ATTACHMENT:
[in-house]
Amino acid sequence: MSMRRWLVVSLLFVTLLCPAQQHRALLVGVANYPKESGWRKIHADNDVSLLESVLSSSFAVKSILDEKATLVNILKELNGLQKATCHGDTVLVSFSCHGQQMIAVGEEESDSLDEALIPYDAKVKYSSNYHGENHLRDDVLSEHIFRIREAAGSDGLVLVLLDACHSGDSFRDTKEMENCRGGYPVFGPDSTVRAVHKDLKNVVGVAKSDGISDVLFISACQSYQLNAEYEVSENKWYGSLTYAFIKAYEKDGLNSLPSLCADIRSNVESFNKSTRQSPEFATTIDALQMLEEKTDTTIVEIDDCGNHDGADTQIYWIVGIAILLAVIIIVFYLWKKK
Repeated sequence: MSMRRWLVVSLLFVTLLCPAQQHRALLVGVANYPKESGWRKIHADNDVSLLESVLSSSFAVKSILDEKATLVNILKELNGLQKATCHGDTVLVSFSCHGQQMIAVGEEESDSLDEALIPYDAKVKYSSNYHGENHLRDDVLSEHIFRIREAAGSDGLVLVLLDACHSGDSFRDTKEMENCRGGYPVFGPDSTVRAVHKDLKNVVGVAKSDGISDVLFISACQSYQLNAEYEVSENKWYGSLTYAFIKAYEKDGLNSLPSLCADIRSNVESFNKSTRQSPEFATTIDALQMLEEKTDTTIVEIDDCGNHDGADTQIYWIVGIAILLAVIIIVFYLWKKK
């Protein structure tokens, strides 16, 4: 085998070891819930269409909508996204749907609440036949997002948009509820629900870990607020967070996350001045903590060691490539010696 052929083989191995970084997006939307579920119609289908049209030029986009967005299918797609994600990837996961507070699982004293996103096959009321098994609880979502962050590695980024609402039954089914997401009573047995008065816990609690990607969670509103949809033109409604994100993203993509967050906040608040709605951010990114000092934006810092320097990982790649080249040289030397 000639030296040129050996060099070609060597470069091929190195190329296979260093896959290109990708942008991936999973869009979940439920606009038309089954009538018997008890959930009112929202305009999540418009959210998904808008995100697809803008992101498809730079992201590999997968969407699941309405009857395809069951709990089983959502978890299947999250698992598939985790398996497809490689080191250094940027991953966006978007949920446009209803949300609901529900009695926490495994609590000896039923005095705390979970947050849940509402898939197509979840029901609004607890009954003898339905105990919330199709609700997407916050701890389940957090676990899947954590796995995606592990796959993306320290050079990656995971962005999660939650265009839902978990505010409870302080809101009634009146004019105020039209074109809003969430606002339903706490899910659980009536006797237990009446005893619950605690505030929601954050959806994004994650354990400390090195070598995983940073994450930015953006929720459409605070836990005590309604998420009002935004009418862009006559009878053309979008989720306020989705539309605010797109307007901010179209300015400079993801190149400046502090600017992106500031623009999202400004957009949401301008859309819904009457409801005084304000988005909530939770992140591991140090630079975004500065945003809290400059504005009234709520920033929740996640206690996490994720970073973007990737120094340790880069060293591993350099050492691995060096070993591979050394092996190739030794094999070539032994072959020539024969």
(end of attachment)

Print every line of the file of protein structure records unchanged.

[in-house]
Amino acid sequence: MSMRRWLVVSLLFVTLLCPAQQHRALLVGVANYPKESGWRKIHADNDVSLLESVLSSSFAVKSILDEKATLVNILKELNGLQKATCHGDTVLVSFSCHGQQMIAVGEEESDSLDEALIPYDAKVKYSSNYHGENHLRDDVLSEHIFRIREAAGSDGLVLVLLDACHSGDSFRDTKEMENCRGGYPVFGPDSTVRAVHKDLKNVVGVAKSDGISDVLFISACQSYQLNAEYEVSENKWYGSLTYAFIKAYEKDGLNSLPSLCADIRSNVESFNKSTRQSPEFATTIDALQMLEEKTDTTIVEIDDCGNHDGADTQIYWIVGIAILLAVIIIVFYLWKKK
Repeated sequence: MSMRRWLVVSLLFVTLLCPAQQHRALLVGVANYPKESGWRKIHADNDVSLLESVLSSSFAVKSILDEKATLVNILKELNGLQKATCHGDTVLVSFSCHGQQMIAVGEEESDSLDEALIPYDAKVKYSSNYHGENHLRDDVLSEHIFRIREAAGSDGLVLVLLDACHSGDSFRDTKEMENCRGGYPVFGPDSTVRAVHKDLKNVVGVAKSDGISDVLFISACQSYQLNAEYEVSENKWYGSLTYAFIKAYEKDGLNSLPSLCADIRSNVESFNKSTRQSPEFATTIDALQMLEEKTDTTIVEIDDCGNHDGADTQIYWIVGIAILLAVIIIVFYLWKKK
């Protein structure tokens, strides 16, 4: 085998070891819930269409909508996204749907609440036949997002948009509820629900870990607020967070996350001045903590060691490539010696 052929083989191995970084997006939307579920119609289908049209030029986009967005299918797609994600990837996961507070699982004293996103096959009321098994609880979502962050590695980024609402039954089914997401009573047995008065816990609690990607969670509103949809033109409604994100993203993509967050906040608040709605951010990114000092934006810092320097990982790649080249040289030397 000639030296040129050996060099070609060597470069091929190195190329296979260093896959290109990708942008991936999973869009979940439920606009038309089954009538018997008890959930009112929202305009999540418009959210998904808008995100697809803008992101498809730079992201590999997968969407699941309405009857395809069951709990089983959502978890299947999250698992598939985790398996497809490689080191250094940027991953966006978007949920446009209803949300609901529900009695926490495994609590000896039923005095705390979970947050849940509402898939197509979840029901609004607890009954003898339905105990919330199709609700997407916050701890389940957090676990899947954590796995995606592990796959993306320290050079990656995971962005999660939650265009839902978990505010409870302080809101009634009146004019105020039209074109809003969430606002339903706490899910659980009536006797237990009446005893619950605690505030929601954050959806994004994650354990400390090195070598995983940073994450930015953006929720459409605070836990005590309604998420009002935004009418862009006559009878053309979008989720306020989705539309605010797109307007901010179209300015400079993801190149400046502090600017992106500031623009999202400004957009949401301008859309819904009457409801005084304000988005909530939770992140591991140090630079975004500065945003809290400059504005009234709520920033929740996640206690996490994720970073973007990737120094340790880069060293591993350099050492691995060096070993591979050394092996190739030794094999070539032994072959020539024969």